“We will deliver the nation’s election mail on time and within our well-established service standards,” DeJoy said, vowing at least a temporary halt to what he called “operational initiatives” that triggered the most alarm.
“It’s good he’s tapping the brakes,” said David Grosskopf, president of the National Association of Letter Carriers in Western New York branch three, representing about 1,400 members.
Still, Grosskopf said the Postal Service in the past few months disconnected five letter barcoding machines from its distribution center on William Street, machines that sort letters sent on to individual stations.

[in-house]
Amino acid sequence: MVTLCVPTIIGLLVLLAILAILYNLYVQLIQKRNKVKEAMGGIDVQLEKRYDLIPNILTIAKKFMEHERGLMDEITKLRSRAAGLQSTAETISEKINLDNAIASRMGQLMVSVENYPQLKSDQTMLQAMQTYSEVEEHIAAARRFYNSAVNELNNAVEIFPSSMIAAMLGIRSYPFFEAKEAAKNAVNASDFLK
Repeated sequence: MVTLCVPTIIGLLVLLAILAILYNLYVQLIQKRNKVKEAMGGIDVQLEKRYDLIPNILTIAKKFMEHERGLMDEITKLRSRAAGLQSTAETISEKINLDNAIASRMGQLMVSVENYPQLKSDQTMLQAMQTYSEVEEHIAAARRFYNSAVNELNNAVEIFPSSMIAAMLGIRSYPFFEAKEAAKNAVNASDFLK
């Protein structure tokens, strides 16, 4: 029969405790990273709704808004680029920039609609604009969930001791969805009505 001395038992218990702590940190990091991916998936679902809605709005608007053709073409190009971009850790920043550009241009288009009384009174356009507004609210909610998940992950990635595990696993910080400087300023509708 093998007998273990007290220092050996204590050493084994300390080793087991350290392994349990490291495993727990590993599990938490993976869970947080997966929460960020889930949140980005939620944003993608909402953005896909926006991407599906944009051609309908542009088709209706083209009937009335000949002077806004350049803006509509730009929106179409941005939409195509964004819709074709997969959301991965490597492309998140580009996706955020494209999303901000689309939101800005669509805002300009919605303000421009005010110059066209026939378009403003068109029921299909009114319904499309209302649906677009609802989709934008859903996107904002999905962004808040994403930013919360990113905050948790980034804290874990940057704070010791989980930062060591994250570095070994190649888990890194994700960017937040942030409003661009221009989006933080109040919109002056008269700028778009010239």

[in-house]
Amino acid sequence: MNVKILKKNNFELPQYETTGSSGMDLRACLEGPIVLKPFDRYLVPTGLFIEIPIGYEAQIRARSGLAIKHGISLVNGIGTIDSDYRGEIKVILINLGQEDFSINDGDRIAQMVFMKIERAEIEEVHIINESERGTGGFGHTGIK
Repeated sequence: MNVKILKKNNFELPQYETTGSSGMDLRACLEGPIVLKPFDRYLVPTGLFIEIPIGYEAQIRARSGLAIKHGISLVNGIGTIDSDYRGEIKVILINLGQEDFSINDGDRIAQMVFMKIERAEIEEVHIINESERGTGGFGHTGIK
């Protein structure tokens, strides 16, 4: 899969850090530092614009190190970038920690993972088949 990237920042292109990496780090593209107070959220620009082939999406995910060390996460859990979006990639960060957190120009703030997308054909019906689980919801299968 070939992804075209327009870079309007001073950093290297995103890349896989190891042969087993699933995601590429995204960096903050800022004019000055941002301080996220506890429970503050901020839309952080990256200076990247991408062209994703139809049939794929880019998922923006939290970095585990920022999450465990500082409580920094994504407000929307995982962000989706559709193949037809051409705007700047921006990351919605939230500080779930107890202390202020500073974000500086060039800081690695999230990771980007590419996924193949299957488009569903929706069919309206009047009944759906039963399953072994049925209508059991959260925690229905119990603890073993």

Those decisions, he said, only elevate the pressure on clerks and carriers to keep up – sometimes unsuccessfully – with pandemic deliveries that include such household necessities as checks and prescriptions.
Grosskopf said his focus is the longterm well-being of carriers and other employees, part of what he describes as an increasingly besieged operating chain that brings letters and packages to your front porch. The biggest question about DeJoy’s statement, to Grosskopf, is whether it simply involves a halt on any cutbacks, or if DeJoy will mandate steps to relieve the backlog caused by earlier decisions.
He said hundreds of USPS supporters are expected to gather at 2 p.m. Friday, outside the William Street post office, to call on the Postal Service to rebuild the delivery network, as it was – certainly in time for the election.